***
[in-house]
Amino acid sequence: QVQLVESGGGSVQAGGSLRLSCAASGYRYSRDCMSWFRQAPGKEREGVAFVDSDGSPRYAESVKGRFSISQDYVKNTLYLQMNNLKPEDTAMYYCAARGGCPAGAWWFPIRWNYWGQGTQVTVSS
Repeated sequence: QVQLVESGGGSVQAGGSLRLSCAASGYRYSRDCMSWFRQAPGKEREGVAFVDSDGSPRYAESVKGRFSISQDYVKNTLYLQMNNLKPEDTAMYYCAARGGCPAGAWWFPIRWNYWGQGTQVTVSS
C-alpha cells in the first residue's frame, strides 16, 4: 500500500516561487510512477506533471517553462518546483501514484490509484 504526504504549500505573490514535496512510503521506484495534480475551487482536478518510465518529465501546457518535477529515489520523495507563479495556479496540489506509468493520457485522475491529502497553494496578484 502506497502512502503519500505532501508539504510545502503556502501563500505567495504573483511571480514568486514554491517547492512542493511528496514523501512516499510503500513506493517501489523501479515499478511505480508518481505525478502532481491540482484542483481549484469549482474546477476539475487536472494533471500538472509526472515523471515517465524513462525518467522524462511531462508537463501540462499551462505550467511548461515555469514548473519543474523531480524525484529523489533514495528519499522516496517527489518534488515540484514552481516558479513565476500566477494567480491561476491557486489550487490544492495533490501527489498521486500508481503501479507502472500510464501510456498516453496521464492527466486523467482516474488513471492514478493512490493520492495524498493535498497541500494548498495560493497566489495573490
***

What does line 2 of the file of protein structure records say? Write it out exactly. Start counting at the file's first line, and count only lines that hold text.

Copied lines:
Amino acid sequence: QVQLVESGGGSVQAGGSLRLSCAASGYRYSRDCMSWFRQAPGKEREGVAFVDSDGSPRYAESVKGRFSISQDYVKNTLYLQMNNLKPEDTAMYYCAARGGCPAGAWWFPIRWNYWGQGTQVTVSS